That then conflicts with the action. Because while this is very grounded emotionally, it is not grounded in the action scenes. This just ends up feeling weird. It is cool to see an electromagnet pull a car through a building and into the back of a lorry, I can’t lie. But it’s really hard to have a laugh and enjoy the daftness of it when the film just a few moments before is really trying to sell me on the importance of this feud between brothers. The car chases are well done, this is the franchise’s bread and better by now, and on their own they can be quite cool. But there is a dread that after some awesome explosions that you’ll be back to Vin Diesel’s serious face, which is also the same as Vin Diesel’s diarrhoea face.

And then there’s the hand-to-hand combat scenes which are the worst I’ve seen in a long time. Do you remember that trend after the Jason Bourne movies when people tried to copy the shaky cam footage and all that happened was a million fight scenes we never shaw because the camera acted like a permanent earthquake was happening? Well here’s a not so nostalgic throwback! Every scene where the characters have to throw fists rather than throw cars is a mess. The camera goes haywire and you cannot keep track of anything happening. Not so long ago, I saw Nobody which showed you how good action can be if well shot and well choreographed. This is the opposite end of the tent pole which shows you how bad action can be if it is not well shot and presumably, not well choreographed. I’m not sure if it’s well choreographed, I couldn’t tell with how bad the camera work was.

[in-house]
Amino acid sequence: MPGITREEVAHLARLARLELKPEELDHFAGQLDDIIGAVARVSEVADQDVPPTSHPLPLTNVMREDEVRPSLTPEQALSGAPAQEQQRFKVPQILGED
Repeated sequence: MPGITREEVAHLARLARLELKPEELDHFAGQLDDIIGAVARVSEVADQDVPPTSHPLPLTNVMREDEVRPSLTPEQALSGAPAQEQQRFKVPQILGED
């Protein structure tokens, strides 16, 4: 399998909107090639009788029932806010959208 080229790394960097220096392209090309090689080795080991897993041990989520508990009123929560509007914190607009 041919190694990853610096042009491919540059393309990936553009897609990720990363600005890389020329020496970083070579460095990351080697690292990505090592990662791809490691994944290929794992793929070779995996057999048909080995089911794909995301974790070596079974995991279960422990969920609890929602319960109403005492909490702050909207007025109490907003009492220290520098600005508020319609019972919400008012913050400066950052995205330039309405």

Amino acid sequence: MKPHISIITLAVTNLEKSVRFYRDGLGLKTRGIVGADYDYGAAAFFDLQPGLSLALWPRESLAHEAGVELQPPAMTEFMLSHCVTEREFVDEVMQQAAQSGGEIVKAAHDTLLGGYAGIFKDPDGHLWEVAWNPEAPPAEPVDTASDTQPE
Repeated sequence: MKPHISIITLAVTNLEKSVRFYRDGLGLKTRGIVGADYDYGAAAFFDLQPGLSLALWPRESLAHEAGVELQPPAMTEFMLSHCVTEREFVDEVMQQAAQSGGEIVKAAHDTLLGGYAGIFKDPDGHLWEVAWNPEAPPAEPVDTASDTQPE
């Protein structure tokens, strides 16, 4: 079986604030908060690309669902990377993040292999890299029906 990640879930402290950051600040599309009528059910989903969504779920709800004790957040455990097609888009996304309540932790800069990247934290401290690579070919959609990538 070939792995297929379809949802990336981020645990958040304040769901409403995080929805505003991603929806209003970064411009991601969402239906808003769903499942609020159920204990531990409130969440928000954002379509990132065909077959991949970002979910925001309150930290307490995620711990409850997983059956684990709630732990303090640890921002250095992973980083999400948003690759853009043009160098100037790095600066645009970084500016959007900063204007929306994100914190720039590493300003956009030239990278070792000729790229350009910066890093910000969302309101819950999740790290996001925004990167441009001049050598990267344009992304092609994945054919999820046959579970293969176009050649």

Finally, I want to talk about the lack of peril with the characters. There’s a decently funny scene between Tyrese and Ludacris where Tyrese is convinced that because they have survived some incredible stunts and circumstances that they are actually invincible. It is laughed off but I am convinced that his theory is true. Because these ordinary humans don’t just get through these massive action set pieces scot free. That’d be miraculous but somewhat believable in the world established. But no, it’s not that. It’s the fact the characters survive things that should kill them, like explosions in mid air which result in helicopter crashes. Not only do they not survive that but they get off with it scratch free. How can any scene be tense if Tyrese is right about them being invincible? And then how can we care about the two hours worth of serious emotional family scenes?

Fast and Furious 9 should be the end for the franchise. Mostly because I don’t want to have to sit through another one of these. It doesn’t have any idea of what it wants to do anymore. It wants to be a big action series which has ridiculous stunts you can’t forget about after the film. But it also wants to be touching and to abuse any emotional connection you have to it. Seriously that ending shot feels very emotionally manipulative considering what has happened. It is possible to bridge those two worlds but there is no effort to do so here. It’s lots of ultra serious scenes, then a mediocre action scene. End this series now, and leave it to Hobbs and Shaw please.



A Guy Who Talks About Movies

Former Head of Movies for Screen Critics. Film Reviews now hosted on Medium.